The number of hospitalisations and respiratory infections decreased after IVIG therapy. Initially, he received steroid therapy, followed by mycophenolate mofetil. The number of thrombocytopaenia and haemolysis attacks decreased. However, these attacks continued during the follow-up. Therefore, steroid and mycophenolate mofetil therapy were continued. Enteropathy was considered due to recurrent abdominal pain. There were no other gastrointestinal complaints. An abdominal ultrasonography revealed multiple gallstones. A gastroduodenoscopic biopsy revealed chronic atrophic gastritis and partial villous atrophy. Abdominal pain improved after a cholecystectomy (Fig. 2). The patient is now 17 years old, and he is being observed as he undergoes low-dose steroid and IVIG therapies and is in excellent clinical condition.

Discussion

This report presents a patient who was found to have a known mutation in LRBA while being followed up for Evans syndrome and ALPS. We could not obtain clinical information of an LRBA-deficient case with the same mutation as our patient [9]. However, a genotype-phenotype correlation between these patients may not be found in these patients [4, 5] even though they had the same mutation [5]. Multiple gallstones are very rare in children; chronic haemolytic anaemias, inflammatory bowel disease, cystic fibrosis, and biliary tract diseases are predisposing conditions [10]. The presence of AIHA was accepted as a predisposing factor in our patient. Our patient had undergone three AIHA attacks. Two of them had improved by erythrocyte suspension supplementation while the third attack had improved by plasmapheresis. It is easy to correlate the presence of gallstones due to increased haemolysis by AIHA or multiple transfusion. Multiple gallstones have not been reported in other LRBA-deficient patients who also had AIHA and/or IBD [4-9, 11-13]. This report is the first in this respect. There was no other predisposing factor in the patient for multiple gallstones. Therefore, we thought that multiple gallstones in our patient may be an enteropathy finding.
Enteropathy was reported in two-thirds of LRBA-deficient patients in very recent publications [4, 5]. Morbidity seems to be a bit higher in LRBA-deficient patients who manifested with enteropathy during early childhood [11-13]. Alkhairy et al. categorised LRBA deficiency clinically into three phenotypes including autoimmune, immunodeficiency, and enteropathy phenotypes [5]. Enteropathy and lymphoproliferation can be accepted as the findings of immune dysregulation [4]. LRBA-deficient patients usually display more than one phenotype [4-9, 11, 12]. Sometimes only one phenotype or no phenotype may appear in a patient with LRBA mutation [14, 15]. Phenotypes may emerge with increasing age. Our patient developed an autoimmunity, lymphoproliferation, immune deficiency, and enteropathy, respectively. Mild gastrointestinal complaints in our patient emerged during adolescence while taking immunosuppressive agents. As in our patient, partial villous atrophy and atrophic gastritis are reported in LRBA-deficient patients [6, 12]. However, our patient did not have chronic diarrhoea or failure to thrive.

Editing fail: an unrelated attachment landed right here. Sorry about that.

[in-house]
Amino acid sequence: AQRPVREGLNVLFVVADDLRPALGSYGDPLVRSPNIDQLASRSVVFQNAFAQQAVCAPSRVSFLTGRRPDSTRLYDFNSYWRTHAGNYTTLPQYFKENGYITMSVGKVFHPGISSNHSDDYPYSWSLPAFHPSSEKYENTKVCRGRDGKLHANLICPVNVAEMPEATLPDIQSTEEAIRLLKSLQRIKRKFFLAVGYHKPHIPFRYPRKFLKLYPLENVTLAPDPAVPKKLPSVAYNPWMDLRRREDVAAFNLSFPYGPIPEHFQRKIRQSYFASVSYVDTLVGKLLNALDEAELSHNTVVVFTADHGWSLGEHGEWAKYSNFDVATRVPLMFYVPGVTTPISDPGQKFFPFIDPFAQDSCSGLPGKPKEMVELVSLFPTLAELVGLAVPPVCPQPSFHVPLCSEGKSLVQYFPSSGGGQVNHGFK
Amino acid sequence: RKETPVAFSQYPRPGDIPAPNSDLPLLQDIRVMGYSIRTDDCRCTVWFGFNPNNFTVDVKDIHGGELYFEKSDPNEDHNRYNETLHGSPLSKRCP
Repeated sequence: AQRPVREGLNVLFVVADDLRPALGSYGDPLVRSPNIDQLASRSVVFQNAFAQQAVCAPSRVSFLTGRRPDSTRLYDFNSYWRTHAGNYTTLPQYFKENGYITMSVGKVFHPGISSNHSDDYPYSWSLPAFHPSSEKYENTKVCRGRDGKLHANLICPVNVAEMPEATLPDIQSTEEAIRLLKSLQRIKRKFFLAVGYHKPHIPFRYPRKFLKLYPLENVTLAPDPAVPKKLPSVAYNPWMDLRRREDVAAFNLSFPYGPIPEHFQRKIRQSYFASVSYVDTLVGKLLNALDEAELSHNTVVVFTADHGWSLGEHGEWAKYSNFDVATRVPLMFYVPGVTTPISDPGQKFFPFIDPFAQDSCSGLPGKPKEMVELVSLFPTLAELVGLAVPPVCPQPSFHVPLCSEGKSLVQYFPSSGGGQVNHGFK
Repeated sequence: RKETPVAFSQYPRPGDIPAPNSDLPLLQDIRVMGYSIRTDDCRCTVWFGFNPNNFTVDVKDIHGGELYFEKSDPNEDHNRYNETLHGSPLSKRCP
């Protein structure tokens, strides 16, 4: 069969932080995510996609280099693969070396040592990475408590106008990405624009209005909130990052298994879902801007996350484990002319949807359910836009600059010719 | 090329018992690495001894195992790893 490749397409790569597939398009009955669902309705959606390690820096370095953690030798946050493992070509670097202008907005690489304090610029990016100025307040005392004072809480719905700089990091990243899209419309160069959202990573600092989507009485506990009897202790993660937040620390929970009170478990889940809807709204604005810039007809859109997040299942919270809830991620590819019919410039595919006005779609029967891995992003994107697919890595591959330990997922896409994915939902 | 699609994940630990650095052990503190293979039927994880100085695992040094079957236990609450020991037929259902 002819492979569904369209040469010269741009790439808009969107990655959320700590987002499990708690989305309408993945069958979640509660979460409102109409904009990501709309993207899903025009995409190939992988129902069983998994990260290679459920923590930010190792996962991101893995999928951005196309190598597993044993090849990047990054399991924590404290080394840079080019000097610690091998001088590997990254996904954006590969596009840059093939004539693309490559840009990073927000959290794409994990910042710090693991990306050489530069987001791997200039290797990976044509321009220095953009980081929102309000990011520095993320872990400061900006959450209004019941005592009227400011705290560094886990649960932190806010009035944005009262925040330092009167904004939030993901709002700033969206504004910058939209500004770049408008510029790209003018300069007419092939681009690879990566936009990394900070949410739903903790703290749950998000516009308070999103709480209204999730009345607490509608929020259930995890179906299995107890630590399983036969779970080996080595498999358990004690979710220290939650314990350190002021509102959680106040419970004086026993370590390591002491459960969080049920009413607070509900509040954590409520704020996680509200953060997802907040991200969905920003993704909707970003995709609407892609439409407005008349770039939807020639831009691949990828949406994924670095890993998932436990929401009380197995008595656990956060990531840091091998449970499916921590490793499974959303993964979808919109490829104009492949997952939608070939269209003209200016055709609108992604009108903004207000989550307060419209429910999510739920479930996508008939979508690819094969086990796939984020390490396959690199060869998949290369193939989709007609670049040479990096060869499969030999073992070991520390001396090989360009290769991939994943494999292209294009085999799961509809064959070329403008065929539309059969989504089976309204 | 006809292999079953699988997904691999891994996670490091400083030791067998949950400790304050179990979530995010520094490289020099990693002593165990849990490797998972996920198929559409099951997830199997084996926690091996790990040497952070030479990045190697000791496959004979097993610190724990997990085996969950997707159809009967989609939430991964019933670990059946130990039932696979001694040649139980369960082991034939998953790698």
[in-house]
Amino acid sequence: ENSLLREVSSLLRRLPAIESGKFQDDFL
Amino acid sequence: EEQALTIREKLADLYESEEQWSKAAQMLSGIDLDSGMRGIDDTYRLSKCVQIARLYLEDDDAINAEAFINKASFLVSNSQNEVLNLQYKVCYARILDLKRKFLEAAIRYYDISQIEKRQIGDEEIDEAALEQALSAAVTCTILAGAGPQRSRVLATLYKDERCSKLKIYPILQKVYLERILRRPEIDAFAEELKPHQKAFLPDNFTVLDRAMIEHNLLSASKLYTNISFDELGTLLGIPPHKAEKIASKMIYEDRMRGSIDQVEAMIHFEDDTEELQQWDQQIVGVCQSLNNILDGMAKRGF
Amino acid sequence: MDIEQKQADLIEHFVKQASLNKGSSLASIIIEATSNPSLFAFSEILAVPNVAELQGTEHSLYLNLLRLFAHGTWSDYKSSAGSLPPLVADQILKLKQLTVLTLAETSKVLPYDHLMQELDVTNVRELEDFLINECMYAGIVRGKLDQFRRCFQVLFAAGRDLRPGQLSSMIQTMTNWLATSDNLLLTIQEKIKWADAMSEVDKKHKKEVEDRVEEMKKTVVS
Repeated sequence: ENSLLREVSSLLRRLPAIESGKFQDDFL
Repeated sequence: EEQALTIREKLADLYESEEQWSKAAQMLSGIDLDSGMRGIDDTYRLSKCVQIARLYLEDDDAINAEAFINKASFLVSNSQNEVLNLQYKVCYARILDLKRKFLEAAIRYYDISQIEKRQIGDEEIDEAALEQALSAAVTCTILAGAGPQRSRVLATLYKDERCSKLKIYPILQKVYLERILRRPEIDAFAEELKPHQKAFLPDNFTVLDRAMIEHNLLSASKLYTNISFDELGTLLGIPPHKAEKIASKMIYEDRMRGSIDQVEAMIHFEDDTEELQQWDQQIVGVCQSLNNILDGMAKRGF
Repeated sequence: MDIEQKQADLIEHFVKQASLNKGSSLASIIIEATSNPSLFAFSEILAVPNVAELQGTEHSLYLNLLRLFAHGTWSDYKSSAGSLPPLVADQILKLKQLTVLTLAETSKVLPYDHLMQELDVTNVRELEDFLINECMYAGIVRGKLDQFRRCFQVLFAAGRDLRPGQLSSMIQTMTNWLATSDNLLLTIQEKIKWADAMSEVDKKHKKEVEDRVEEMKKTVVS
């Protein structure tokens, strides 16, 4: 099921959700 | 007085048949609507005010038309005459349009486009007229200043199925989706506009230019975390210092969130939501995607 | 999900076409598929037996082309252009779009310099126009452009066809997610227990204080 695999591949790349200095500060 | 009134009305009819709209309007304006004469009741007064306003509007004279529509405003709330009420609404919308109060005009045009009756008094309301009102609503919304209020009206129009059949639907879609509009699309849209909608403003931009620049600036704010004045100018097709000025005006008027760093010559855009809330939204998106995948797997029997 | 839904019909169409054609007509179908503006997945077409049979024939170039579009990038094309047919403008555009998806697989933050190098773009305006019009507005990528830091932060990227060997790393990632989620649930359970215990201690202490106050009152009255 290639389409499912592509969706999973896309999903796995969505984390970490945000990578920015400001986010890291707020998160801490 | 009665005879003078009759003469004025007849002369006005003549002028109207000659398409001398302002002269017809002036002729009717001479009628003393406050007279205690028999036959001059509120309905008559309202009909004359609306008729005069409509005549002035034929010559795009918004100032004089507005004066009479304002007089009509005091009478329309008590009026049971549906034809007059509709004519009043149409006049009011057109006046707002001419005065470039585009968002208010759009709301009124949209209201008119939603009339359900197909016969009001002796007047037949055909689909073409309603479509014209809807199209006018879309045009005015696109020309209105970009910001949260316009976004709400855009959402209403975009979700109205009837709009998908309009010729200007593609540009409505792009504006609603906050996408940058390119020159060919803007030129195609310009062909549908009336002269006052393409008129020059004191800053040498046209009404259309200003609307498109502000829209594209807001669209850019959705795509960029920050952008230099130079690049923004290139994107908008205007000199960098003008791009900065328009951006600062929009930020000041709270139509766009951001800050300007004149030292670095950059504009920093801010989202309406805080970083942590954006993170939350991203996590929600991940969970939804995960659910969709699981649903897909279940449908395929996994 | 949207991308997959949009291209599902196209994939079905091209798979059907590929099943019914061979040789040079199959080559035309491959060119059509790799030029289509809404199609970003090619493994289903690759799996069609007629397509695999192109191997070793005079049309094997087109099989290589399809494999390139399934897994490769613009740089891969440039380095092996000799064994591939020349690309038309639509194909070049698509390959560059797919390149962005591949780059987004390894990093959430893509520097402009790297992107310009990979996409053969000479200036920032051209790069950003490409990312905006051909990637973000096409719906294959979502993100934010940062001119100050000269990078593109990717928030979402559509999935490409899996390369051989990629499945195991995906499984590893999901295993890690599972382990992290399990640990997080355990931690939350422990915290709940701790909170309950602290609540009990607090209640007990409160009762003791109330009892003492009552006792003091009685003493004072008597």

Autoimmunity and immune dysregulation are the most frequent clinical complications in LRBA-deficient patients who have been genetically confirmed [4, 5]. Consistent with the literature, our patient mainly suffered from autoimmune diseases. He suffered for a long time from Evans syndrome, followed by ALPS. The most commonly reported clinical condition accompanying Evans syndrome in children is ALPS, with a rate of 47% [16]. Gamez-Diaz et al. reported that half of patients with definitive LRBA deficiency cases also had ITP and AIHA [4]. Therefore, Evans syndrome can be one of the manifestations of LRBA deficiency [4, 14].
It has been reported that 41-58% of definitive LRBA deficiency patients have immune deficiency, especially CVID [4, 5]. Our patient was diagnosed with CVID at the age of 12, and he had developed autoimmunity at the age of six. We considered possible LRBA deficiency, but we could not test for LRBA mutations at that time. Therefore, the age at diagnosis was late according to the literature [5]. Reduced total B cells, switched memory B cells, plasmoblasts, and Tregs are the most frequent features in flow cytometry analysis [4, 5]. The B cell subtypes of our patient were consistent with the literature. We found an inverted CD4/CD8 T cell ratio, and we inferred this to be a T cell dysregulation.

Conclusions

In conclusion, when immune deficiency and autoimmune syndromes such as Evans syndrome occur together, LRBA deficiency should be considered, especially in cases of ALPS. Gallstones should be considered in the case of intractable abdominal pain in LRBA-deficient patients during adolescence.

Acknowledgements

We would like to thank the paediatric surgery operator Dr. Mithat GünaydIn for the Figure 2.

The authors declare no conflict of interest.

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Copyright: © 2019 Polish Society of Experimental and Clinical Immunology This is an Open Access article distributed under the terms of the Creative Commons Attribution-NonCommercial-ShareAlike 4.0 International (CC BY-NC-SA 4.0) License (http://creativecommons.org/licenses/by-nc-sa/4.0/), allowing third parties to copy and redistribute the material in any medium or format and to remix, transform, and build upon the material, provided the original work is properly cited and states its license.